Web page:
As far as movies in this particular genre go, I’ve seen a lot worse than San Andreas, but 4DX or not, this could have been a lot better. If I were to describe the movie itself in one sentence, I’d say it’s the type of movie you’d have no problem watching with commercials when it’s on USA or TNT. It’s nowhere near as fun as it should be or you’d expect it to be. While at times it feels like this movie wants to go the way of a Piranha 3D or a Snakes On A Plane, it remains dry and serious throughout, with only a handful of legitimately, intentionally fun beats throughout. This is even stranger when you consider the charm and charisma of the cast.

One of the problems is, it’s almost three separate movies, with varying levels of quality throughout: one carried by The Rock and Carla Gugino, one by Alexandra Daddario (who gives her best performance here, even though her blue eyes stick out like, well, blue eyes, mostly because she's supposed to be the daughter of the aforementioned two actors) and a couple of British brothers, and one carried by Paul Giamatti and Archie Panjabi. The first two movies obviously intersect, but at no point does Giamatti interact with any of the other leads, while Panjabi only has the one scene with The Rock at the very beginning. If you wanted to start a rumor that The Rock/Gugino/Daddario—pick your poison—were in a (rumored) The Good Wife-esque feud with Giamatti, you could. It wouldn’t surprise me if they were never even on set at the same time, a fact made even more pronounced by the very peculiar end of the movie.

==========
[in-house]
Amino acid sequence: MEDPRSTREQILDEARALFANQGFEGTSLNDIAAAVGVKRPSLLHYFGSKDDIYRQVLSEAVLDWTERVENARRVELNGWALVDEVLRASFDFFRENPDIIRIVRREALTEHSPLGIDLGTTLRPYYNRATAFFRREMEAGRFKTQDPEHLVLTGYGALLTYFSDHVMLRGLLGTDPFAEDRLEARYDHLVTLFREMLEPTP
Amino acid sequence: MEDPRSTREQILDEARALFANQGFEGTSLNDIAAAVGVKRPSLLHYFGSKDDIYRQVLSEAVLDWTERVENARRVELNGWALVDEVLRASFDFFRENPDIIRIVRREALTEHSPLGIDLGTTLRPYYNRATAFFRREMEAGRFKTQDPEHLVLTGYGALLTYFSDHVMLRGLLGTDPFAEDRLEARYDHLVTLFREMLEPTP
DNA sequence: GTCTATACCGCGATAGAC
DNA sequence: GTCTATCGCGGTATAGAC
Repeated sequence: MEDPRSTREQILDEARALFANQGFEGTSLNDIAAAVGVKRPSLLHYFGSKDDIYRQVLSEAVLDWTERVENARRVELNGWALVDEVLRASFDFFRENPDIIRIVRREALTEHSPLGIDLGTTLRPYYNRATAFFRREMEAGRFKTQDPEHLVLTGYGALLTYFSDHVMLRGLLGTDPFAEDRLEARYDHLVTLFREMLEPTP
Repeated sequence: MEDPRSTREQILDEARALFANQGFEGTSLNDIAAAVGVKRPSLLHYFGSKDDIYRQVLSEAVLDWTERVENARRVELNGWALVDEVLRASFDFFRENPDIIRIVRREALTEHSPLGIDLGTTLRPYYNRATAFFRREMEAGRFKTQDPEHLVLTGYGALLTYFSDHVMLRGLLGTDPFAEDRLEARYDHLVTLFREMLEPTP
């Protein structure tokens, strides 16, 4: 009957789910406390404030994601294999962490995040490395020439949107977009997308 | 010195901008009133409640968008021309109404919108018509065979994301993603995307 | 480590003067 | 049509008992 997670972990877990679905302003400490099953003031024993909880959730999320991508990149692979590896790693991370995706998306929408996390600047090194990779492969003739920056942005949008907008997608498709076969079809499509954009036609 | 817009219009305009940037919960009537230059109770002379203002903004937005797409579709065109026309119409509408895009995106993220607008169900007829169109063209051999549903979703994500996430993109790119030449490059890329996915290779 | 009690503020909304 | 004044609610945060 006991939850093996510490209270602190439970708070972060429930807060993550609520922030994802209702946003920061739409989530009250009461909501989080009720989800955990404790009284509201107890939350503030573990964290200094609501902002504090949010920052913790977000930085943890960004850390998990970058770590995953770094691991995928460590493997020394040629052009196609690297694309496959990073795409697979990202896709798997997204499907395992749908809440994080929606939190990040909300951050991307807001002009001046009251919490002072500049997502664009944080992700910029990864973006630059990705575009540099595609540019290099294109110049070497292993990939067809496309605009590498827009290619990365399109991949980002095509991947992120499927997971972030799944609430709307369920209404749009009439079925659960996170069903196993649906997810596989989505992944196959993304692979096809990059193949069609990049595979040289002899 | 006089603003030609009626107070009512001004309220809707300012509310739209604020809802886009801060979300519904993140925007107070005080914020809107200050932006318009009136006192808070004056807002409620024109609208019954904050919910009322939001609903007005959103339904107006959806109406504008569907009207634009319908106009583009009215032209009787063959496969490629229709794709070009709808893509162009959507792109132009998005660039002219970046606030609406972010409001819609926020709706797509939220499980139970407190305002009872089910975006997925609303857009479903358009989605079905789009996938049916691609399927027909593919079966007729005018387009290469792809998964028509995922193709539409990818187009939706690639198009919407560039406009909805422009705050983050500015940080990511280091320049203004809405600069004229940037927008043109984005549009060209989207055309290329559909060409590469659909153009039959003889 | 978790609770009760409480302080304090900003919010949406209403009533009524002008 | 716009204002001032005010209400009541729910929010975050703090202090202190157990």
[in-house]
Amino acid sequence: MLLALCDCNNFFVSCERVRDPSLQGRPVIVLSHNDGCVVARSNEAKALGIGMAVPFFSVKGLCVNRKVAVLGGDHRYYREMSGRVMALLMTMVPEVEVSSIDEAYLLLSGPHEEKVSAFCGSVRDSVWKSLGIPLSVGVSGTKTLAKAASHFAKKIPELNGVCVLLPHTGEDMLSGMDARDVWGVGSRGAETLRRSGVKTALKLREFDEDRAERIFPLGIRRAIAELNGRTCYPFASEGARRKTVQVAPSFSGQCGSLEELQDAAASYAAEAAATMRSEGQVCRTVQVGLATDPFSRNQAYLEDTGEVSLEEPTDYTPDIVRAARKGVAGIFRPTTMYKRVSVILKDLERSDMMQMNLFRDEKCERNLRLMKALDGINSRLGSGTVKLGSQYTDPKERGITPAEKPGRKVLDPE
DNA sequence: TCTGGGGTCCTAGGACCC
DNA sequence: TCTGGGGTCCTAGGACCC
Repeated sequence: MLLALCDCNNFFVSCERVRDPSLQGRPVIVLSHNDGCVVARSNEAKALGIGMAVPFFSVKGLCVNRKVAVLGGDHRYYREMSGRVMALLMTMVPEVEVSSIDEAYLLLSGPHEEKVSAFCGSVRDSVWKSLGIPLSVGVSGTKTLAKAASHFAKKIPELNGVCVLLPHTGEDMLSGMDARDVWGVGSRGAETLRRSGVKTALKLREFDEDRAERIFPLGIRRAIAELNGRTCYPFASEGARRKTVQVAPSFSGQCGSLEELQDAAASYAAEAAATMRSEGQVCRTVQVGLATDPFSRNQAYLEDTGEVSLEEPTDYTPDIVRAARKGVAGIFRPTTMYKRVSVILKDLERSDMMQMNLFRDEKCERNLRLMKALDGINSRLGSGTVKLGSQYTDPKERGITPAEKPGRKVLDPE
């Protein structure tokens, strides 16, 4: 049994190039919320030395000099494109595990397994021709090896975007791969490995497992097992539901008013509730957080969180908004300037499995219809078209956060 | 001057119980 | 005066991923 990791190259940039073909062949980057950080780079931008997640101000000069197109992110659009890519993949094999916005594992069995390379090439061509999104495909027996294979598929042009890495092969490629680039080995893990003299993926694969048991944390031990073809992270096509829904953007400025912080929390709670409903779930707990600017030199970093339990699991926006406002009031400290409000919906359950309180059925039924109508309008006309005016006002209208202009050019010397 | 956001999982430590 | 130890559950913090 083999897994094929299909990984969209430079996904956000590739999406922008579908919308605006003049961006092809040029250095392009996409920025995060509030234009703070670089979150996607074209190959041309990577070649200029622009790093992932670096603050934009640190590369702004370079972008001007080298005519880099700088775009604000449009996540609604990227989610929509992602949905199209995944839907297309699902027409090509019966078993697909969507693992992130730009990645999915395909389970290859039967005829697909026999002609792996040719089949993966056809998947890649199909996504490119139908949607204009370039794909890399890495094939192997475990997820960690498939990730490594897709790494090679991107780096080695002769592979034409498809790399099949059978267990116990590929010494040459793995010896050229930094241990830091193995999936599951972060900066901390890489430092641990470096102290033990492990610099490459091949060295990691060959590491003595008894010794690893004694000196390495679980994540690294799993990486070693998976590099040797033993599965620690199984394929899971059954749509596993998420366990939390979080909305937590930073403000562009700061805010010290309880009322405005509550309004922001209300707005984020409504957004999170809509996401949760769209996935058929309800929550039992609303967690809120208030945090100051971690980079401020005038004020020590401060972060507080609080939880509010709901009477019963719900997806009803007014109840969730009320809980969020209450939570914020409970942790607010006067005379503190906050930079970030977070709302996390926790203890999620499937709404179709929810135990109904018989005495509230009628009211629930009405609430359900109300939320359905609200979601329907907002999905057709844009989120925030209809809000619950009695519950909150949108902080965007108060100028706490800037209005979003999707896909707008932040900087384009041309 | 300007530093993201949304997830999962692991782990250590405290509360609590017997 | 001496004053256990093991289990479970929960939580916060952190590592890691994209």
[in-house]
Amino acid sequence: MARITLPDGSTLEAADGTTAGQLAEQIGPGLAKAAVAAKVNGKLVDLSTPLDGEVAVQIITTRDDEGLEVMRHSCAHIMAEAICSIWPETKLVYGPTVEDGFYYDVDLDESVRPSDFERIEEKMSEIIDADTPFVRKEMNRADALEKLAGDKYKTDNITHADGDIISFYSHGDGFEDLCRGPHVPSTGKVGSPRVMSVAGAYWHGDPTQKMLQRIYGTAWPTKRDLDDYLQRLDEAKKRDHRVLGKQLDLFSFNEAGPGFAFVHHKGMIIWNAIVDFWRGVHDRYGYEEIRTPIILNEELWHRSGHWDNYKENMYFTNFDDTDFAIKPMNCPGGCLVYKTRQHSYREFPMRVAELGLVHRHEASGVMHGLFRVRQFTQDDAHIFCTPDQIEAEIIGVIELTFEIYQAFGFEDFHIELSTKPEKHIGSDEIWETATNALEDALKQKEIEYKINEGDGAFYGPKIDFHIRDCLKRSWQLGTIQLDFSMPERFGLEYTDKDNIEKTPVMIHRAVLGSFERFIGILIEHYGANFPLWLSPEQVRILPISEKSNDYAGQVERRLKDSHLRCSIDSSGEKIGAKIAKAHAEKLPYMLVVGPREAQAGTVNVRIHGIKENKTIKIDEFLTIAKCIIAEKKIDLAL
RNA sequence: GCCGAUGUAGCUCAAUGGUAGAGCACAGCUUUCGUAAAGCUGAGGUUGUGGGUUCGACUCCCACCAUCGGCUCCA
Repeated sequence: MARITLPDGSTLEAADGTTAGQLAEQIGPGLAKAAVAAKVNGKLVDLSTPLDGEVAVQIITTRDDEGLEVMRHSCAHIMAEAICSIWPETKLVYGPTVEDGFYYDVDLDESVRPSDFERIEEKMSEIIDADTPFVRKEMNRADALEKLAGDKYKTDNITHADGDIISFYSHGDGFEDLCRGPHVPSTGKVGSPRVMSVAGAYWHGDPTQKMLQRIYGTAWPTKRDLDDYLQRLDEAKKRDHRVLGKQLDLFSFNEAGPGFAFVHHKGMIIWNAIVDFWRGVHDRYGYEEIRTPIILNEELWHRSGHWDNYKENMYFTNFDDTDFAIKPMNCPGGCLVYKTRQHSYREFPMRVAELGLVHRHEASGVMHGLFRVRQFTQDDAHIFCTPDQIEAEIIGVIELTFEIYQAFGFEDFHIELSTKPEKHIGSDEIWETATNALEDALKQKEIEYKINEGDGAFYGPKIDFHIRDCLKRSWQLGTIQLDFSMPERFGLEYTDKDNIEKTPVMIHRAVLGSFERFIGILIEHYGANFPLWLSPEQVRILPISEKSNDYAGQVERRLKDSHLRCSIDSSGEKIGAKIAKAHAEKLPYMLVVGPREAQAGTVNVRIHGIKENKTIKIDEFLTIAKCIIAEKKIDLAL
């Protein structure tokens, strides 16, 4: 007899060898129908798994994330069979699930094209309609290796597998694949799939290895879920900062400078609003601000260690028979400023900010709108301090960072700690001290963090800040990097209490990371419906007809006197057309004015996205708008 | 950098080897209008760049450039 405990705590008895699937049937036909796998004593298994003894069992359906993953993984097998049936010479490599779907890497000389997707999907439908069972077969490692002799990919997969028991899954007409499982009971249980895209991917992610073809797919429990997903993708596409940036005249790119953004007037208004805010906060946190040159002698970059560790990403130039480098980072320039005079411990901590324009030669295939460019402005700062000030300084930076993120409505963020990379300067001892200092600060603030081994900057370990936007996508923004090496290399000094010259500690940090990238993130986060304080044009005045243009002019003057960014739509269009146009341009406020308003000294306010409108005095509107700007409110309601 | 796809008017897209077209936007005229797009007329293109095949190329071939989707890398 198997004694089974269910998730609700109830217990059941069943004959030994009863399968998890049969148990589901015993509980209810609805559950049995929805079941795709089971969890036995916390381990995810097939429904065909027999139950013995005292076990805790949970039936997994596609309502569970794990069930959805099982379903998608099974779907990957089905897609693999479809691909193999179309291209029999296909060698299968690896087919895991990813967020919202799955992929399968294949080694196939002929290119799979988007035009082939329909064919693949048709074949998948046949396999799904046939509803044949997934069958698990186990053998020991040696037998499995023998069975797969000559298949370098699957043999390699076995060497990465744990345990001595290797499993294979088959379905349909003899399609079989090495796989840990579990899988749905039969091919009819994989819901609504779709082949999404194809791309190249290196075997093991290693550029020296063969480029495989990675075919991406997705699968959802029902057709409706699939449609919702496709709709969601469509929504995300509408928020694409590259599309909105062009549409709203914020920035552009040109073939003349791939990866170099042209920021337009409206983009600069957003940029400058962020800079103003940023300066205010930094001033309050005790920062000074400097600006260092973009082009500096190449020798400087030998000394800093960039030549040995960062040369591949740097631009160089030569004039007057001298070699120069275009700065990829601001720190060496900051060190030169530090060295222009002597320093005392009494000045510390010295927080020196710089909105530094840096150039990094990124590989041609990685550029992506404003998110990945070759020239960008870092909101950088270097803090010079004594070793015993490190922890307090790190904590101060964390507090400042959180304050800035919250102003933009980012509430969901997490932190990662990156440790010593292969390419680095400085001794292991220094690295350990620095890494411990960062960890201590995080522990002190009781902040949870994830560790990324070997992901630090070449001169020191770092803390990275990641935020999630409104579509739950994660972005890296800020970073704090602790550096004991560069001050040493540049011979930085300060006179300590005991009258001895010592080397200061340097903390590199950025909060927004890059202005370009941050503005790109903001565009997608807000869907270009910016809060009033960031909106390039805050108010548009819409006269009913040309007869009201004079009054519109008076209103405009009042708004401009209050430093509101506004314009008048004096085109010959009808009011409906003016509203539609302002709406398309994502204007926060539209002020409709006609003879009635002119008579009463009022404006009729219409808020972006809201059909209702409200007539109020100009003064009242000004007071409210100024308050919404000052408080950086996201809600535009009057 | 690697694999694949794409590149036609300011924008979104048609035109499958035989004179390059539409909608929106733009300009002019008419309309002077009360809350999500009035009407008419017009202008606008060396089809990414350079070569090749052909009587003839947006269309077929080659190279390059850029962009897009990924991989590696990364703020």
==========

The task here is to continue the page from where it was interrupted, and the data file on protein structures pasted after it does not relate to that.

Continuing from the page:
Giamatti spends his portion of the movie as the professor/seismologist who has found a way to predict earthquakes (not that it helps, obviously) and does everything he can to help people. He’s the science guy of the film. Already, as a by-the-numbers disaster film, it’s missing the key point: Have the science guy and the hero interact. If Jeff Goldblum were here, it would be expected. But then the film ends, and not only do they not meet, but the final beat of the movie is strangely, very pro-“America, fuck yeah!,” as though that—and not general preparedness, both as a scientist and a basic survivalist—was the message all along. Was it? Did I just sit through an hour and 54 minutes of USA propaganda? It’s not that I’m saying such a thing is bad, but when you’re watching a movie experiencing one thing, only for it to take such a hard left turn in the very last two minutes, it gives you pause. Then again, the first trailer of the night was for an M. Night Shyamalan movie… introduced by M. Night Shyamalan. The Signs were there.

If you’re the type of adrenaline junkie who thinks movies should be more like theme park rides, 4DX is for you. In fact, Point Break is possibly the next “perfect movie” for this. Also, if you have a movie riddled with likable cliches, you’re going to want people to watch it in 4DX. It doesn’t matter the genre, and it doesn’t even have to be action. As long as seats are moving, mist is misting, and fog and smells are being let out, it’s enough to distract from a by-the-numbers plot and all the death that befalls the characters. It’s definitely the best way to watch San Andreas, but it’s also one of those things that has to be seen (and felt) to be believed. San Andreas is far from a relaxing movie-going experience on its own, but if you're going to experience it, why not reach for the stars? Think of it this way: It's probably the closest you'll ever get to feeling The Rock. Just ask the lady I was sitting next to.